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Thakur Prasad Bania and ors. Vs. the State of Bihar - Court Judgment

LegalCrystal Citation
SubjectCriminal
CourtSupreme Court of India
Decided On
Judge
Reported inAIR1955SC631; 1955(0)BLJR659; 1955CriLJ1408
ActsPreventive Detention Act, 1950 - Sections 3 and 7; Code of Criminal Procedure (CrPC) - Sections 107
AppellantThakur Prasad Bania and ors.
RespondentThe State of Bihar
DispositionApplication dismissed
Cases ReferredDr. Ram Krishan Bhardwaj v. State of Delhi
Excerpt:
.....person is not a tenant under section 7 - at best it may be said that loose language has been used. i am satisfied that the detenus in these cases could have no grievance against the detention orders on the ground of vagueness of any one of the grounds therein......is as follows is on the face of it unsupportable.'due to the above enumerated actions of his, communal situation in siwan town and also its neighbourhood namely, benusar, amlori, pachrukhi, harihans, ratharua, hathuari, andor and maharajganj deteriorated so much so that the communal situation became very explosive and serious communal conflagration resulting in wide spread riots became imminent on the evening of 24-9-1954.this could only be averted with the great difficulties by the authorities and after a deployment of considerable armed, unarmed, and mounted police force in the town and the muffasil requisitioned from chapra, patna, muzzafarpur and arrah.'to appreciate this argument it is necessary to notice that grounds nos. 1 to 16 refer to various instances dated 19-9-1954,.....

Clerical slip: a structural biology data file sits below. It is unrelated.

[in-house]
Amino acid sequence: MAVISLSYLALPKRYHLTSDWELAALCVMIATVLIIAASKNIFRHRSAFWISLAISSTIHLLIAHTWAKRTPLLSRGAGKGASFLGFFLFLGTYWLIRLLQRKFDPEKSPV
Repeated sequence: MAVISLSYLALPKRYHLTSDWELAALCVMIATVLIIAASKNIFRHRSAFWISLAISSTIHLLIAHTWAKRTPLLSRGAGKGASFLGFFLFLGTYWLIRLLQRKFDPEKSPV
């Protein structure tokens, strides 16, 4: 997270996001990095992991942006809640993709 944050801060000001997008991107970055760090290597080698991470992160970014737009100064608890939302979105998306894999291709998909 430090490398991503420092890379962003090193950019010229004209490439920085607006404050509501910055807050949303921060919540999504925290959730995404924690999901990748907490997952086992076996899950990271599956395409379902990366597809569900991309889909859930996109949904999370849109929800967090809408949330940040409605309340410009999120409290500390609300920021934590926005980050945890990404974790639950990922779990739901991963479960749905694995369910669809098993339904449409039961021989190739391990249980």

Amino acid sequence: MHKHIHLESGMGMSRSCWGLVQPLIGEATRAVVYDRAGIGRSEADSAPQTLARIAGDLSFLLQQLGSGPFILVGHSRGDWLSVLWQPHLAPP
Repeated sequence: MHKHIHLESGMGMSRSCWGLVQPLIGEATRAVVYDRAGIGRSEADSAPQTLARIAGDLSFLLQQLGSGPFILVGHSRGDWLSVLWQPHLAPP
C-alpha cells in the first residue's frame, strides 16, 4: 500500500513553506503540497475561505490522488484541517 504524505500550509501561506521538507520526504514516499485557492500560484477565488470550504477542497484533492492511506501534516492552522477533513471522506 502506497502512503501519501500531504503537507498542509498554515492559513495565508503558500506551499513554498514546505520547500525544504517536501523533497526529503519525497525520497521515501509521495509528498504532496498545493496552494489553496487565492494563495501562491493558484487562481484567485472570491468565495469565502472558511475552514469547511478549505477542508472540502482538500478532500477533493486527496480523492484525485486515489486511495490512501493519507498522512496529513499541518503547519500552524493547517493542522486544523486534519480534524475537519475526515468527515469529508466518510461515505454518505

Judgment:

Jagannadhadas, J.

1. These five are petitions by five individuals who are now under detention for the issue of a writ in the nature of 'habeas corpus' in respect of each of them. The orders of detention in question were issued by the District Magistrate of Saran on 17-10-1954, and the Government passed further orders under Section 3 of the Preventive Detention Act, 1950 (Act IV of 1950) on 27-10-1954, approving the detention orders passed by the District Magistrate.

These orders were confirmed later by the Government, on 5-1-1955, presumably after die consideration thereof by the Advisory Board and the detention in respect of each was directed to be continued until 17-10-1955. The grounds of detention in all these cases arise out of the same set of facts and are more or less similar, if not the same.

The validity of the detention in each of the cases is attacked on the same grounds and there has been only one single argument in respect of all these petitions. Hence they are dealt with by this common order.

2. One argument of a general nature relating to all these matters arises with reference to the facts set out in paras. 1 to 10 in each of these petitions, the substance of which is as follows. In respect of an alleged disobedience of a prohibitory order banning processions in the town of Siwan on 9-10-1954, i.e. the Dasara day, and for alleged rioting arising out of the said disobedience, there was launched on 10-10-1954, a criminal prosecution against these five petitioners and some others under Sections 143, 145, 147 and 352 of the Penal Code.